Plastic bottle deposit return scheme to launch in England

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Plastic bottle deposit return scheme to launch in England


After a decade of campaigning, the government has given the go ahead for a Deposit Return Scheme on plastic bottles, metal cans and glass, which could see recycling boosted to almost 100%.

Georgina Wilson-Powell

Wed 28 Mar 2018

The government has committed to introducing a Deposit Return Scheme for plastic and glass bottles as well as cans in England to help combat the enormous problem of single use plastic waste in the UK. 

The Deposit Return Scheme will comprise of vending machines, where you can return your drinks containers and receive a small sum for each one recycled. How much and where the machines will be is now under consultation.

Similar schemes in 38 countries, including Finland and Germany, have almost eliminated plastic bottle pollution - it's helped Germany get to a point where 99% of plastic drinks bottles are recycled.

But it's taken a decade for campaigners to get this far.

Hugo Tagholm, CEO of Surfers Against Sewage says: “Surfers Against Sewage is thrilled with the government announcement committing the country to a deposit return scheme on plastic bottles, drinks containers and cans. This huge victory for our oceans will stop millions of plastic bottles escaping into the environment annually, and stem the tidal wave of plastics swamping our coastlines.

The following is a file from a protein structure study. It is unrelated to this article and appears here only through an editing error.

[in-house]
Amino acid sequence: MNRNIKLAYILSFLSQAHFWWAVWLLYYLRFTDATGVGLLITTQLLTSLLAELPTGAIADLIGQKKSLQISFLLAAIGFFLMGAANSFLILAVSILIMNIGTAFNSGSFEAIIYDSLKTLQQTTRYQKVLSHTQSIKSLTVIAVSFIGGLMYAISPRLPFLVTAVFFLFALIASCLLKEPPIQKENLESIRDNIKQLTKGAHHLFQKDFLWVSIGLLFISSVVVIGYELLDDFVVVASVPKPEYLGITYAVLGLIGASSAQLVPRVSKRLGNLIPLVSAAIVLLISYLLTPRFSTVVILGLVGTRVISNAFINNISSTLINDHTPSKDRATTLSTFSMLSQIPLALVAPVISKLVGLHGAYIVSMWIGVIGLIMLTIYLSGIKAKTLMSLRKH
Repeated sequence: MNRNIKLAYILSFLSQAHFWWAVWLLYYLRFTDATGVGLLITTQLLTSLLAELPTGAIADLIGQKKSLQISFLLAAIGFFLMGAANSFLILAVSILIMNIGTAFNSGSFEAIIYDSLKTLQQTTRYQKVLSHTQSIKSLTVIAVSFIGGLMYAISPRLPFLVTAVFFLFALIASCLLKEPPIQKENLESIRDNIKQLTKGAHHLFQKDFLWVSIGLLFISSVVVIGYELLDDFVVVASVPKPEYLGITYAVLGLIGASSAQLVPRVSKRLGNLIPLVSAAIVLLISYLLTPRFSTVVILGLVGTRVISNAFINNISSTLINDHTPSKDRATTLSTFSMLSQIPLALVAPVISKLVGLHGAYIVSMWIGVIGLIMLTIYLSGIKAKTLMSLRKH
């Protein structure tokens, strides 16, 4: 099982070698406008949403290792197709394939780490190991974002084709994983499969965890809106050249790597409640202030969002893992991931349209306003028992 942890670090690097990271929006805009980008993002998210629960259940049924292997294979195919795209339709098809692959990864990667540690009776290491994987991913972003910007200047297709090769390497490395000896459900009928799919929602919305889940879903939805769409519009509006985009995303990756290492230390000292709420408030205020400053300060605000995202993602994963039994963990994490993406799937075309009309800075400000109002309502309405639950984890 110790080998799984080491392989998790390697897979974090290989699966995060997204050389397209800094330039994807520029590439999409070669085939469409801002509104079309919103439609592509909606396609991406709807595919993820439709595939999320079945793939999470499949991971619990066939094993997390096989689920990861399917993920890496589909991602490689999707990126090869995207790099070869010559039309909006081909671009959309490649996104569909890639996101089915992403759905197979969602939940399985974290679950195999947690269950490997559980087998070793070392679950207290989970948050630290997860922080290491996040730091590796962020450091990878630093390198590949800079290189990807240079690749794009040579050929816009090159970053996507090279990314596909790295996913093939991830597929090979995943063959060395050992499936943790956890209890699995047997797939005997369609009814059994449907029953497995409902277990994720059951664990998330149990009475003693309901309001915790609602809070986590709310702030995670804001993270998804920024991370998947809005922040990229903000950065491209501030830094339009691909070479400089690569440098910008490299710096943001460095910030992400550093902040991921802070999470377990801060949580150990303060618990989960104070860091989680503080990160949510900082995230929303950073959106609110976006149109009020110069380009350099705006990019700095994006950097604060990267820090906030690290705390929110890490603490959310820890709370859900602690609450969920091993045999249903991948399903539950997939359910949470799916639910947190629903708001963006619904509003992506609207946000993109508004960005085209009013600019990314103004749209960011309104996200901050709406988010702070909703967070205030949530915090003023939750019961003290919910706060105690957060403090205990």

It’s a testament to the power of the grassroots campaigners who united to call on the government to stop throwaway plastics at source. We’d like to thank all the signatories of our petition, volunteers and ocean advocates for creating the change our oceans need. This is another big step towards Plastic Free Coastlines.”

Tanya Steele, WWF’s chief executive, said: “Plastic waste in the UK will rise by a fifth by 2030. We need to be tackling the problem on all fronts by reducing, reusing and recycling. That means introducing a standard approach to recycling and, ultimately, ending the use of avoidable single-use plastic by 2025.”

Man standing with surf board on plastic strewn beach

Surfers Against Sewage have been especially active on the plastic waste issue, highlighting how it has affected British beaches

Image Surfers Against Sewage

The legislation has come about partly in response to the huge tidal wave of consumer demand that something is done to change our reliance on single use plastic.

329,000 people signed a petition to bring back bottle deposits and evidence from 50,000 grassroots beach clean volunteers helped to push through this exciting new development on the war on plastic waste.

Scotland announced a Deposit Return Scheme in September last year, after it found 78% of people in favour (Association for the Protection of Rural Scotland) and reckons it will save between £3m and £6m on litter clearance.

What is the size of the plastic bottle problem?

Want to know what we're up against and why this legislation is so important? 

Every single day in the UK we use a staggering 38.5 million plastic bottles. Only half of these go into recycling systems. The rest are burnt or sent to landfill - where each one takes 450 years to degrade into microplastics, which then enter our food and water systems.

Our beaches are covered with an estimated 255 million each year (according to Surfers Against Sewage).

For a more positive note, see our 7 brands using plastic bottles to make clothes.